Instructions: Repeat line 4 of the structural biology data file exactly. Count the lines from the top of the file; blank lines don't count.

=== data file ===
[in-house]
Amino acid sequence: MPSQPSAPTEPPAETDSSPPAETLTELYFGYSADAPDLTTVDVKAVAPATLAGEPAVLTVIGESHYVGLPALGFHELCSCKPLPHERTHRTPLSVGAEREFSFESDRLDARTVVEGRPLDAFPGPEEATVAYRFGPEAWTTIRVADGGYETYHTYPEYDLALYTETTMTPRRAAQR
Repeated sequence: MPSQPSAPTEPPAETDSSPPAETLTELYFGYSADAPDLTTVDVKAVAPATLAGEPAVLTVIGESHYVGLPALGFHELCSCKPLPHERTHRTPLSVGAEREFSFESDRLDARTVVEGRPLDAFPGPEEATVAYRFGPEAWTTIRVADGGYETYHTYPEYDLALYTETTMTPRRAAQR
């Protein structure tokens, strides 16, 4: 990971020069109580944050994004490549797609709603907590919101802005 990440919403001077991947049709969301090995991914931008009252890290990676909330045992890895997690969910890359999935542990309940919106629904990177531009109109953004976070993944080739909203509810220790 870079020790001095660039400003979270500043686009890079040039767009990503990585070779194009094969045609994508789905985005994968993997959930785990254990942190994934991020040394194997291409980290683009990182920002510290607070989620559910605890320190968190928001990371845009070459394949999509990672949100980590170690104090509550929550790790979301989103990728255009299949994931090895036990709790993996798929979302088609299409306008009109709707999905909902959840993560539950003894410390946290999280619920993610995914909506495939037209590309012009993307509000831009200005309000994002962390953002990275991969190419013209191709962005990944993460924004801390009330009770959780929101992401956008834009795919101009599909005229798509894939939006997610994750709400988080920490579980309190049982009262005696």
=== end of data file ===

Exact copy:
């Protein structure tokens, strides 16, 4: 990971020069109580944050994004490549797609709603907590919101802005 990440919403001077991947049709969301090995991914931008009252890290990676909330045992890895997690969910890359999935542990309940919106629904990177531009109109953004976070993944080739909203509810220790 870079020790001095660039400003979270500043686009890079040039767009990503990585070779194009094969045609994508789905985005994968993997959930785990254990942190994934991020040394194997291409980290683009990182920002510290607070989620559910605890320190968190928001990371845009070459394949999509990672949100980590170690104090509550929550790790979301989103990728255009299949994931090895036990709790993996798929979302088609299409306008009109709707999905909902959840993560539950003894410390946290999280619920993610995914909506495939037209590309012009993307509000831009200005309000994002962390953002990275991969190419013209191709962005990944993460924004801390009330009770959780929101992401956008834009795919101009599909005229798509894939939006997610994750709400988080920490579980309190049982009262005696």